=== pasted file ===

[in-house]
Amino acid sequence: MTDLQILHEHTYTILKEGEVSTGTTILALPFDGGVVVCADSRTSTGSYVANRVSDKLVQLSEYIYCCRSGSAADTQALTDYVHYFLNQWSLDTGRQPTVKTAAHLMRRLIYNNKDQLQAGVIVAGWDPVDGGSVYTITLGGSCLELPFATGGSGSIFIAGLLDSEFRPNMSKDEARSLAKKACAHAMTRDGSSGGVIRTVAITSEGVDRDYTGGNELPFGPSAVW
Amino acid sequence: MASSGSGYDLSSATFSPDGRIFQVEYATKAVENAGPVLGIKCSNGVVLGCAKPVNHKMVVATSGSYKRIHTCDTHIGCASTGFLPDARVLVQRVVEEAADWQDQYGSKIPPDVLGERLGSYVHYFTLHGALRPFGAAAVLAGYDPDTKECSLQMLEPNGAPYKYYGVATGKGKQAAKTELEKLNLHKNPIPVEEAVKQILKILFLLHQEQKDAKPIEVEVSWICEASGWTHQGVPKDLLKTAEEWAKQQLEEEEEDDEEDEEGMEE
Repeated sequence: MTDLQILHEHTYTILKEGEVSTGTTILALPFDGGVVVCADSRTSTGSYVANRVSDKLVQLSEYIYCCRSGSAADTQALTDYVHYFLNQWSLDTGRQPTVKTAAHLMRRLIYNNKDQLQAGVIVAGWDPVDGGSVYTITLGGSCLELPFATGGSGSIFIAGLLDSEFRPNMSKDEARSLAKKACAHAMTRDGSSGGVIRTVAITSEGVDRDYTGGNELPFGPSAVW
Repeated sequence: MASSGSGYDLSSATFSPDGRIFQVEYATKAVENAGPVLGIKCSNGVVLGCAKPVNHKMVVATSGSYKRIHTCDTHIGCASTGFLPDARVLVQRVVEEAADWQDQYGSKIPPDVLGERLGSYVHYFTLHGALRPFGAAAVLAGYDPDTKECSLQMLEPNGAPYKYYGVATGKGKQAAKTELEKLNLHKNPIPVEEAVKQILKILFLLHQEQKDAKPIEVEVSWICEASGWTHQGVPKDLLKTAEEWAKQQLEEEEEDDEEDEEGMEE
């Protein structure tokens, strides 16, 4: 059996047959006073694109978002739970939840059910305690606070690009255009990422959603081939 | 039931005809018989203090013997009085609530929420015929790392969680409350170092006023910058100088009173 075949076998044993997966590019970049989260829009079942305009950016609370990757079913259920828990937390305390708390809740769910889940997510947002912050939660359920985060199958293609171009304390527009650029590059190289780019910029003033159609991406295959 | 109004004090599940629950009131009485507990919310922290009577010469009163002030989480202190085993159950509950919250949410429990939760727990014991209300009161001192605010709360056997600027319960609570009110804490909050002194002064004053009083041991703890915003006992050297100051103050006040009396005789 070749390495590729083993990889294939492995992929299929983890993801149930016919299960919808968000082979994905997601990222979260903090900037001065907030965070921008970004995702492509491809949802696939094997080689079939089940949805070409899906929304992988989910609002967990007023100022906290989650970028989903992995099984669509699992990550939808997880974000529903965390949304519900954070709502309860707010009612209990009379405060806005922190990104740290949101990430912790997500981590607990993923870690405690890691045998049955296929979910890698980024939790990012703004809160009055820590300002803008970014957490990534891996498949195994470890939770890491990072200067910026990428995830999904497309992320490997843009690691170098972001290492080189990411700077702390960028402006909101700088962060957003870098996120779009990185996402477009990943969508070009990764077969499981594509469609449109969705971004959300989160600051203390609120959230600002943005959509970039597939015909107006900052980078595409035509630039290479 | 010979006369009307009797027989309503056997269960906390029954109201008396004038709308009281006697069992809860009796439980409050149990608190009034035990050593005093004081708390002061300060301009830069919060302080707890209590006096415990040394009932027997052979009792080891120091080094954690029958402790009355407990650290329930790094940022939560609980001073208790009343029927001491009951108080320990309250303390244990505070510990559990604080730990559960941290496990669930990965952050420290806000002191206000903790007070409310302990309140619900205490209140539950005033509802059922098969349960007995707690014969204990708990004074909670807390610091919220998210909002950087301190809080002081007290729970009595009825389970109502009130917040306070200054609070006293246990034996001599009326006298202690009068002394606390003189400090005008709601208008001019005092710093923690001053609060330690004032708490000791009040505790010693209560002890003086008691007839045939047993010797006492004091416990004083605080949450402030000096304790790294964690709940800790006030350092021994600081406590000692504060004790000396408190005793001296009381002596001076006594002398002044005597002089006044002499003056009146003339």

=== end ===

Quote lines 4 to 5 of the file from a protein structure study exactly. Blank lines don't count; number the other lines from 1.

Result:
Repeated sequence: MTDLQILHEHTYTILKEGEVSTGTTILALPFDGGVVVCADSRTSTGSYVANRVSDKLVQLSEYIYCCRSGSAADTQALTDYVHYFLNQWSLDTGRQPTVKTAAHLMRRLIYNNKDQLQAGVIVAGWDPVDGGSVYTITLGGSCLELPFATGGSGSIFIAGLLDSEFRPNMSKDEARSLAKKACAHAMTRDGSSGGVIRTVAITSEGVDRDYTGGNELPFGPSAVW
Repeated sequence: MASSGSGYDLSSATFSPDGRIFQVEYATKAVENAGPVLGIKCSNGVVLGCAKPVNHKMVVATSGSYKRIHTCDTHIGCASTGFLPDARVLVQRVVEEAADWQDQYGSKIPPDVLGERLGSYVHYFTLHGALRPFGAAAVLAGYDPDTKECSLQMLEPNGAPYKYYGVATGKGKQAAKTELEKLNLHKNPIPVEEAVKQILKILFLLHQEQKDAKPIEVEVSWICEASGWTHQGVPKDLLKTAEEWAKQQLEEEEEDDEEDEEGMEE